Scientists identify a key gene that is turned on in most cancer types
Physician-scientists at Dana-Farber Cancer Institute and the Broad Institute of MIT and Harvard have discovered that a gene called FOXR2 that is normally turned off in most tissues in the body is activated in at least 70 percent of cancer types and eight percent of all individual tumors.
Their study, recently published in Cancer Research, may help scientists better understand how a variety of cancers develop. The research team has already started working with chemists and structural biologists to figure out how to target this gene with possible new treatments.
“The fact that this gene is normally switched off in most tissues means that we might be able to target it in a way that doesn’t cause a lot of side effects,” said senior author Pratiti Bandopadhayay, a pediatric neuro-oncologist at Dana-Farber and an associate member at the Broad.
Jessica Tsai, a pediatric oncologist at Dana-Farber, a postdoctoral fellow in Bandopadhayay’s lab, and first author of the paper was analyzing genome sequences of a kind of pediatric brain cancer called diffuse midline gliomas — fatal tumors in the middle of the brain — when she and her team found, to their surprise, that many of the cancers showed abnormal expression of FOXR2. This gene encodes a transcription factor, is located on the X chromosome, and is normally expressed only in the testis.
“Really, any normal tissue other than testis shouldn’t have any FOXR2 expression, so that finding stood out to us initially,” said Tsai.
To look for traces of the gene in other cancers, Tsai and her colleagues combed through cancer databases, analyzed human cell cultures, and sequenced tumors from animal models of cancer. They found that some of the most common pediatric and adult cancers — including osteosarcoma, melanoma, and non-small cell lung cancer — also showed FOXR2 expression, as well as diffuse midline glioma tumors from the Dana-Farber Tumor Bank. The team collaborated with David Jones from the German Cancer Research Center to confirm that many types of childhood tumors turn on FOXR2.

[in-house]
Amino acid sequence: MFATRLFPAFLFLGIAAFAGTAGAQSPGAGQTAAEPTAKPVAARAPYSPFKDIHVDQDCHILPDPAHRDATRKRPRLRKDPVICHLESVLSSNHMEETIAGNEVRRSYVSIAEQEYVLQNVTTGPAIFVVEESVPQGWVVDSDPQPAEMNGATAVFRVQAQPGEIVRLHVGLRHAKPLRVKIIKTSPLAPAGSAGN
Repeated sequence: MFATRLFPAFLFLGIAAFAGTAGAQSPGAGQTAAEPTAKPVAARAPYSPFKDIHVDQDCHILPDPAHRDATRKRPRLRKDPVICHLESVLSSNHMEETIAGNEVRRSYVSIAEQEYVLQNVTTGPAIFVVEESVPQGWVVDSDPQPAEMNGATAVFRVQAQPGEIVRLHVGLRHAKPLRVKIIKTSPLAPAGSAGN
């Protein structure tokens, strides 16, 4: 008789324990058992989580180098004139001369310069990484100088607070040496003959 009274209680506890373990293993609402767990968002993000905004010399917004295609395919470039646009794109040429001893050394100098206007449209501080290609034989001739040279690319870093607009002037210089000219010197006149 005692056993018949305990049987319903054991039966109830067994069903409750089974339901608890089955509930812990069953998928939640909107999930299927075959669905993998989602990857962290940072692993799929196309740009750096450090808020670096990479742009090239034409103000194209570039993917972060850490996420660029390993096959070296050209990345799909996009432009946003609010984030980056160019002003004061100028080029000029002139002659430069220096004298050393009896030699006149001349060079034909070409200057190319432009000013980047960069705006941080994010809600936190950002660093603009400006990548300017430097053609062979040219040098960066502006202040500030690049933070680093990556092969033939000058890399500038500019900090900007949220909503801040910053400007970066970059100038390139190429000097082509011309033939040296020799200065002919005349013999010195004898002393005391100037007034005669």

“Families who donated these tumors have really allowed us to look at genes like FOXR2 and describe their role in these devastating brain tumors,” said Bandopadhayay.
Working with collaborator Tim Phoenix at the University of Cincinnati, the scientists studied mice with and without activated FOXR2, and discovered that expression of the gene boosts the growth rate of brain tumors including Diffuse Midline Gliomas. They also found that cells activate the gene through a process called hypomethylation, a chemical modification that removes methyl groups from a gene. And the researchers discovered that a group of transcription factors called ETS were overexpressed when FOXR2 was active, possibly driving tumor formation.
The team suspects that FOXR2 could be part of a larger pattern where normally inactive testis genes are turned on in patients with cancer. Other studies have shown that proteins encoded by genes on the X chromosome called cancer testis antigens are abnormally expressed in tumors. These antigens have been a key target of drugmakers developing new cancer treatments.
Bandopadhayay and Tsai say that their study provides some early clues on how FOXR2 works, but that there is still a lot to learn. Next, they hope to break down the relationship between ETS and FOXR2 to better understand how the gene is activated. The team has also already partnered with other labs at the Broad and Dana-Farber Cancer Institute to explore how to develop cancer treatments targeting FOXR2.